~3 Tbsp. vegetable oil
½ cup vegetable oil
½ cup all-purpose flour
1 cup finely chopped onions
½ cup finely chopped celery
½ cup finely chopped green bell pepper
2 tbsp. minced garlic
8 cups chicken broth
½ – 1 tsp. fresh or dried thyme
2 bay leaves
1 Lb smoked, Andouille, or chorizo sausage chopped into ¼ to ½ inch pieces
Combine first five ingredients (red pepper, salt, black pepper, garlic powder, flour) in a bag. Shake to mix. Add cut up chicken pieces and shake until completely coated.
Heat 3 tbsp. vegetable in large oil heavy pot or casserole over medium high heat. Add chicken pieces and brown on all sides. Remove and set aside.
Reduce heat to medium. Add ½ cup vegetable oil to pot. [This much oil made me uneasy at first, but it’s standard in gumbo]. Scrape up browned bits. Whisk in flour. Cook over medium heat, stirring frequently, to make a roux. The mixture will go from white, to a light tan, to brown. After about half an hour it will achieve a reddish-brown, similar to brick. Do not leave unattended or roux will burn, and ruin the flavor of the whole dish.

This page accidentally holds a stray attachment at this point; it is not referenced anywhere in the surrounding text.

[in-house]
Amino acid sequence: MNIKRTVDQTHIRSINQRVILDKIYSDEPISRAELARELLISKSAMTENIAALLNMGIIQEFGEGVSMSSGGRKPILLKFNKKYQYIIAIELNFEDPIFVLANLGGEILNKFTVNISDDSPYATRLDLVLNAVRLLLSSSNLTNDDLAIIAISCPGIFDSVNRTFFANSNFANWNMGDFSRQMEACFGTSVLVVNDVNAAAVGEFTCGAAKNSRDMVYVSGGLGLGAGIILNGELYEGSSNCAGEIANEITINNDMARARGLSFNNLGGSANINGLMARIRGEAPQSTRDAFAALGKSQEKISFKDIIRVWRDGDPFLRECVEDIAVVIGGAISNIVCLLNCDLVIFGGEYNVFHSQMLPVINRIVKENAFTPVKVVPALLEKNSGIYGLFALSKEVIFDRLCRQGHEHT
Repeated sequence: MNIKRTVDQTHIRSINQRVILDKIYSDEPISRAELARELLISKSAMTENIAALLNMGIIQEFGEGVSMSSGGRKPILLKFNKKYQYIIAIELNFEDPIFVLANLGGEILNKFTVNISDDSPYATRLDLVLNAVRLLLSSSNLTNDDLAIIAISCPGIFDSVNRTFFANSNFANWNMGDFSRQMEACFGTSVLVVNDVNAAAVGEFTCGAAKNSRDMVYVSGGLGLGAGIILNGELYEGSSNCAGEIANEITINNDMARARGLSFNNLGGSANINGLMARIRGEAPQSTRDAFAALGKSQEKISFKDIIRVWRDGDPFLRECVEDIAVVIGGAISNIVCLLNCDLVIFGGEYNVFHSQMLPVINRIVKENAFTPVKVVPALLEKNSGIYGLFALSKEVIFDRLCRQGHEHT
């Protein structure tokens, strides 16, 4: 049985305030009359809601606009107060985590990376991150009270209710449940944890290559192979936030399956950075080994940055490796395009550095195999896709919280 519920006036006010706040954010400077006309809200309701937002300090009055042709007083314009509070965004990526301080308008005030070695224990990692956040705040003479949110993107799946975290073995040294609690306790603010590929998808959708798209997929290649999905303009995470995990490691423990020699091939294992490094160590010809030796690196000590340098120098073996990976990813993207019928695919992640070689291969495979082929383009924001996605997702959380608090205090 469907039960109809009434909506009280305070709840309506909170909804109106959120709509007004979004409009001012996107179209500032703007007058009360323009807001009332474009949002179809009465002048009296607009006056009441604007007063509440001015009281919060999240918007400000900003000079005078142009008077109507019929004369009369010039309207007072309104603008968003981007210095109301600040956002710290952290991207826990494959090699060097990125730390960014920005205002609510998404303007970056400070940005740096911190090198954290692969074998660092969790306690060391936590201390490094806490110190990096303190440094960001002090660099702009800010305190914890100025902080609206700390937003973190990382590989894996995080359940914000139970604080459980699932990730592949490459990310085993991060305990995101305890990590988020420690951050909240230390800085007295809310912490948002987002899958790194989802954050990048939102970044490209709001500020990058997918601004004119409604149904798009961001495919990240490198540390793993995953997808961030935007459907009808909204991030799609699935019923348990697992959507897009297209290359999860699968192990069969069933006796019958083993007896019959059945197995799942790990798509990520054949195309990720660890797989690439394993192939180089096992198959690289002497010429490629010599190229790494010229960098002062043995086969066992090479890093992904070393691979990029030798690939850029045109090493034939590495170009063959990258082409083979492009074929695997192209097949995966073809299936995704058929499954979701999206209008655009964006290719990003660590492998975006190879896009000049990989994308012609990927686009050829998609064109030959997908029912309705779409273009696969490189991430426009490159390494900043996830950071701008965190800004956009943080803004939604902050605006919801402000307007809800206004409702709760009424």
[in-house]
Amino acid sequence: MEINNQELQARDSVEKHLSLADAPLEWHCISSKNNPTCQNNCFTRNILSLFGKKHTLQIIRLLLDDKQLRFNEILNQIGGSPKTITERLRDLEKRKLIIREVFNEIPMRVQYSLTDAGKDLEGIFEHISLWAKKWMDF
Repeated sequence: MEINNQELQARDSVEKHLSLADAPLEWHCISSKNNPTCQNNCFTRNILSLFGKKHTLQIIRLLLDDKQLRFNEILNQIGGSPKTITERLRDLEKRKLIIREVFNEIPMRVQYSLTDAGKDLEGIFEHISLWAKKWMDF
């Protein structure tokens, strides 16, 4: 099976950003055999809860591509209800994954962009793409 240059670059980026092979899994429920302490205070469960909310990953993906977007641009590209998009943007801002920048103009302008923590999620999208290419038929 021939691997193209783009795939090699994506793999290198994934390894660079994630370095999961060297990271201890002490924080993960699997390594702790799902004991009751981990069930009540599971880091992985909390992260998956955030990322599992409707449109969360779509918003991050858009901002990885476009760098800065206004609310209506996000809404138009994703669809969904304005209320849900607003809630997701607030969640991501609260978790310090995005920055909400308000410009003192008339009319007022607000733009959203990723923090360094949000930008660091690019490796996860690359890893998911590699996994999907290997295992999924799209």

Once “brick” color is achieved, add in the onions, celery, peppers, and garlic, stirring frequently about 7 minutes until soft.
Carefully pour in chicken broth. Add the thyme and bay leaves, and return the browned chicken to the pot. Simmer gently, covered, for an hour. Remove the cover. Simmer another 15 minutes. Fish out the chicken pieces with a slotted spoon and dice or shred into ½ inch chunks. Return to the pot along with the diced sausage. Cook another 15 minutes. Taste – add salt and pepper if needed, but the soup will probably not require much additional flavoring.